Middle School Kids

If you’re the parent of a middle school child, you have already discovered that they don’t come with an owner’s manual, and that there may be some questions for which you want some input. We’ll look at a few items of information, and maybe even some suggestions!  We’re looking essentially at kids in grades 5-8, but 4 and 9 may also benefit.

Why don’t they listen to me?

Actually, several  years of data from the Youth Risk Behavior Study indicate that regardless of how the child seems to react, even negatively, to your guidance, an overwhelming majority of children of this age really do pay attention, and really want to please you. But the child is struggling with the task of becoming independent and of finding his/her place among the peer group with whom they will mingle throughout the rest of their lives. You see, up to about age 10, major decisions were made for them, they didn’t have to think about the decision or the consequences. You laid it out, and they responded.

Now, however, they are trying to perceive the structure of the world, of right and wrong, of black and white, of good and bad, on their own. As adults, we have learned to approach life quite regularly with “shades of gray”—-you pull into a parking space at the post office, one that says “no parking, loading zone”, and your kid says  “Mom, you can’t park here, see the sign?” and  you say, “it’s okay, I’ll only be a minute!”. The child is attempting to discern the rule, you have learned how to bend it, or even break it. So, at the onset of these middle years, they tend to think very concretely in terms of right and wrong, and generally do not appreciate the “nuances” until around age 14, when the Swiss psychologist Jean Piaget says they become able to think abstractly. As a long time middle school principal, I was always excited to see “the new dawn in their thinking” around the second half of 8th grade.

Try to explain the reasons for your own actions, when they question, and try to always follow the rules when you’re with them. For instance, always wear your seat belt when they are with you in the car, and insist that they do also, even if you’re one of those who doesn’t use it just to drive a few blocks to the grocery store when you’re alone.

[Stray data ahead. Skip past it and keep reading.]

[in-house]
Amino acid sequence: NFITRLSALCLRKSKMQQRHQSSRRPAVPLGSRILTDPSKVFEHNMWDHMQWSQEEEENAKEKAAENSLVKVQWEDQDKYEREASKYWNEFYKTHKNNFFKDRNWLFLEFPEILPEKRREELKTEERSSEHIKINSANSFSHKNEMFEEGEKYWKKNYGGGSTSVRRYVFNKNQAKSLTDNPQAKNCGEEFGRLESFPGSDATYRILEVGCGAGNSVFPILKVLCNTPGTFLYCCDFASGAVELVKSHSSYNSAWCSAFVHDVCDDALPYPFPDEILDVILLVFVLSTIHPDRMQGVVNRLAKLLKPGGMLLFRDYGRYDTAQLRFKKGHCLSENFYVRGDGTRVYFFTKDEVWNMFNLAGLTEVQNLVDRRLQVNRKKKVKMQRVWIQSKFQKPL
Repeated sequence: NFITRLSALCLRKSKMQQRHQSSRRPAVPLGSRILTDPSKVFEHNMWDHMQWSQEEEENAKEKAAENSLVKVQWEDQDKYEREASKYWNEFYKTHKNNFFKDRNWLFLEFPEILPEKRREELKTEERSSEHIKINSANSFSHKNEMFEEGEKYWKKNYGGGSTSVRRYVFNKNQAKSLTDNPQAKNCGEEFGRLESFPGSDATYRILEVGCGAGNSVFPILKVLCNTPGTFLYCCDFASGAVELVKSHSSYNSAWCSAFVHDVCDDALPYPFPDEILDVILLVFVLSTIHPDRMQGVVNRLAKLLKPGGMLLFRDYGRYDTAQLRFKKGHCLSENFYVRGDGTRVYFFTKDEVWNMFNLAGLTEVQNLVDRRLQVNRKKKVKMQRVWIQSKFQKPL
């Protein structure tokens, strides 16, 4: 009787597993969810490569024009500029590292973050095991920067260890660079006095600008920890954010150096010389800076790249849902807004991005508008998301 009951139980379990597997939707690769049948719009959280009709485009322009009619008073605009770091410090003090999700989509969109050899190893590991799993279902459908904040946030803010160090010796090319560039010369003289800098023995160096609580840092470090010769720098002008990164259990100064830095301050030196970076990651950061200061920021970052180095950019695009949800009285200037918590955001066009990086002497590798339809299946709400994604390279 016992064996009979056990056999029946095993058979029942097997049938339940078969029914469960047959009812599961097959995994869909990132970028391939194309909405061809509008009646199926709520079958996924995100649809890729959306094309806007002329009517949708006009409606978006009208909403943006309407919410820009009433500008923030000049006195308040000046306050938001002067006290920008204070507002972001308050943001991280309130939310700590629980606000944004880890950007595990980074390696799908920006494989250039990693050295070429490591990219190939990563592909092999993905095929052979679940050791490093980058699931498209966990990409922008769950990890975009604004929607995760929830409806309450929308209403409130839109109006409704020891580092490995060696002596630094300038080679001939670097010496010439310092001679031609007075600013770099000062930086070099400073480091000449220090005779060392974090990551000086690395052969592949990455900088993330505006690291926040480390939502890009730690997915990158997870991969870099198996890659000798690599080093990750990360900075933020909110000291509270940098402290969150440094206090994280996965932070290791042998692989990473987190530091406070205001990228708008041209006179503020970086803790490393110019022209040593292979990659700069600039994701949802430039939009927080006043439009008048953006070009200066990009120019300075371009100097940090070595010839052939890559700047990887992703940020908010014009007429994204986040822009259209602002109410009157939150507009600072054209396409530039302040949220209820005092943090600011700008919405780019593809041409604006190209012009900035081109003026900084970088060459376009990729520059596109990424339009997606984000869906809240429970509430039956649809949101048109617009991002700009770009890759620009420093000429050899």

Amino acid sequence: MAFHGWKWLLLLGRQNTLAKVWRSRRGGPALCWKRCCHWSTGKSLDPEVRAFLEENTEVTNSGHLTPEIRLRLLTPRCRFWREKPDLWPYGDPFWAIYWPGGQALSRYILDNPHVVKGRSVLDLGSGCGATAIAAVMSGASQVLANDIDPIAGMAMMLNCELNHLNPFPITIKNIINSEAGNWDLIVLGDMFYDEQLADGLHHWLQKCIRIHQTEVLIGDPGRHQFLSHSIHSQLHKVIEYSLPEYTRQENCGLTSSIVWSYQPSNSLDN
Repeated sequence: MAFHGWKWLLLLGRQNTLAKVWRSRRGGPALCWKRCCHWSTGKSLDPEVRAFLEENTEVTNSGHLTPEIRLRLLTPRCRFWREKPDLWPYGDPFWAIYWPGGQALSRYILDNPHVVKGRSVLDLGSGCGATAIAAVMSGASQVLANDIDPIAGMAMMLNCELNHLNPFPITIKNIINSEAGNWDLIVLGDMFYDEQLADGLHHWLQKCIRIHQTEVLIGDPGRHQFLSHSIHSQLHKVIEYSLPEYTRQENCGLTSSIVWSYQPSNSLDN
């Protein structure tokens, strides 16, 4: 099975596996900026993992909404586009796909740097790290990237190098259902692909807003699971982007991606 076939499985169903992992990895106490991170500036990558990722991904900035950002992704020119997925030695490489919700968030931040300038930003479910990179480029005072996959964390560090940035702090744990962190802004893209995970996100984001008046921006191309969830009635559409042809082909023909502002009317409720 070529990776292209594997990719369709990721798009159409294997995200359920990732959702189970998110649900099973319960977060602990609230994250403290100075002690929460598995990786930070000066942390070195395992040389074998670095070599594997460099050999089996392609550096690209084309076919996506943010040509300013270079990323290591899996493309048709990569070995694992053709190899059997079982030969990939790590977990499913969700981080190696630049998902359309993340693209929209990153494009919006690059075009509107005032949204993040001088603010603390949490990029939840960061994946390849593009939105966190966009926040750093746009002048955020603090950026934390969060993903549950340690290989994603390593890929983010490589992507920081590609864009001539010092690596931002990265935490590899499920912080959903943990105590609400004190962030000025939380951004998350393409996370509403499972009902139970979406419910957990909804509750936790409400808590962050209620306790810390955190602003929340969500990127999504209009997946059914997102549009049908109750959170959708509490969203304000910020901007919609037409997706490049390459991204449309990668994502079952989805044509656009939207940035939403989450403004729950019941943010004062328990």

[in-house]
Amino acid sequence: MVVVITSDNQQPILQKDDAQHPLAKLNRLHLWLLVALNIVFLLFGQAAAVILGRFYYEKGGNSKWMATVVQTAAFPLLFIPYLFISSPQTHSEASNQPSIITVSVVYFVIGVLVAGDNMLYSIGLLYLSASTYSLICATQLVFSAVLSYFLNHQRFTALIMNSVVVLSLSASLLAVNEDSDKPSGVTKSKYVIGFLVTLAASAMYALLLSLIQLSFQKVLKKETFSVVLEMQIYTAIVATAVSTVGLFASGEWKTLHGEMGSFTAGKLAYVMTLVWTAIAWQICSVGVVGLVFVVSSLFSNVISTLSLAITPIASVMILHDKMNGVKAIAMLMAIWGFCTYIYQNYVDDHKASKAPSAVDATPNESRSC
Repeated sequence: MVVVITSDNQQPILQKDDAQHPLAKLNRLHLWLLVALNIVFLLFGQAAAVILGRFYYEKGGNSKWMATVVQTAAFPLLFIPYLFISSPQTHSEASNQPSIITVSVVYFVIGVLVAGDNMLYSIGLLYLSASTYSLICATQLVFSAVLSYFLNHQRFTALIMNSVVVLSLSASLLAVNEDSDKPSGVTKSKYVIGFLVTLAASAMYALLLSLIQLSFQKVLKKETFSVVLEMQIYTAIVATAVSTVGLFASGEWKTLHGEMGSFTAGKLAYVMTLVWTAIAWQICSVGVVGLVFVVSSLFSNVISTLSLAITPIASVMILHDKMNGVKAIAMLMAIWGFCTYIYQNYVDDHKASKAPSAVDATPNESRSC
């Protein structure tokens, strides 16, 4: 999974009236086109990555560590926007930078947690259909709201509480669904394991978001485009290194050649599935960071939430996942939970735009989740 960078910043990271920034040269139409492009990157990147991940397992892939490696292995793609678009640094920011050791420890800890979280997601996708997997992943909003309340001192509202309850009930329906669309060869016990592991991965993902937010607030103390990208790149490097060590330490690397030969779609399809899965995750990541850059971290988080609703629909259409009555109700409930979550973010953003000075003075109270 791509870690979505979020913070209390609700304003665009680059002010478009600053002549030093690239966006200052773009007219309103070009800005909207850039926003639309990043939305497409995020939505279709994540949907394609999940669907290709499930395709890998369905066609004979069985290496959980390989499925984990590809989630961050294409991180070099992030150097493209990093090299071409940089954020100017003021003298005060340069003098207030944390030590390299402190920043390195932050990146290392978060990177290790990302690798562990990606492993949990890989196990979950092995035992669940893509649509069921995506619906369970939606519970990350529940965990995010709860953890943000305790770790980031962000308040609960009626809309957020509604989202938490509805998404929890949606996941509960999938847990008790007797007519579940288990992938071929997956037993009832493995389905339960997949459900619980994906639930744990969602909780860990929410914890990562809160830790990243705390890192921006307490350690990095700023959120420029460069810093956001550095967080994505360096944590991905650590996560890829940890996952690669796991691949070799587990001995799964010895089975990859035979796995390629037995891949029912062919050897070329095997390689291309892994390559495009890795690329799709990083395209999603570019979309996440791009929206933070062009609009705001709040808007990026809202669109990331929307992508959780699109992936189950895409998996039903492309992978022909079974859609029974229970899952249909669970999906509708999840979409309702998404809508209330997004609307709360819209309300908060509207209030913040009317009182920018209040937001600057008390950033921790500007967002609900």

What’s important to them?

A big factor of course is their peer group, as they try to see where they fit in the social hierarchy. The influence may be so strong that I’ve seen teachers “lose” the whole group, and even lose their jobs, by ignoring the social relationships. If a student does something to deserve a reprimand, doing so in front of the group embarrasses the child and if the teacher already has a shaky relationship  with the class, the students may side with the culprit, irretrievably,  for the rest of the school year. Another example is that of a teacher checking in the textbooks at the end of the year, and finding some damage. Not knowing who did it, she “fines” or punishes the whole class. As an administrator, it was a situation which needed to be overturned and, in general, I could always find out who the perpetrator was anyway, at least in grades 5 and 6. They were usually willing to rat on each other; older kids don’t, having achieved some degree of solidarity.

The social pressure to “fit in” often emerges through various fashion fads, from haircuts and coloring through jewelry to clothing styles, and woe betides the adult aggressively interfering. Most of these don’t last, so be patient. The big thing for parents to watch is who the child is hanging with, in 8th grade. During the earlier grades, their little social group has constantly shifting membership, as they like this person and don’t like that one. But whomever they are with as 8th graders seem to be their main social group throughout high school.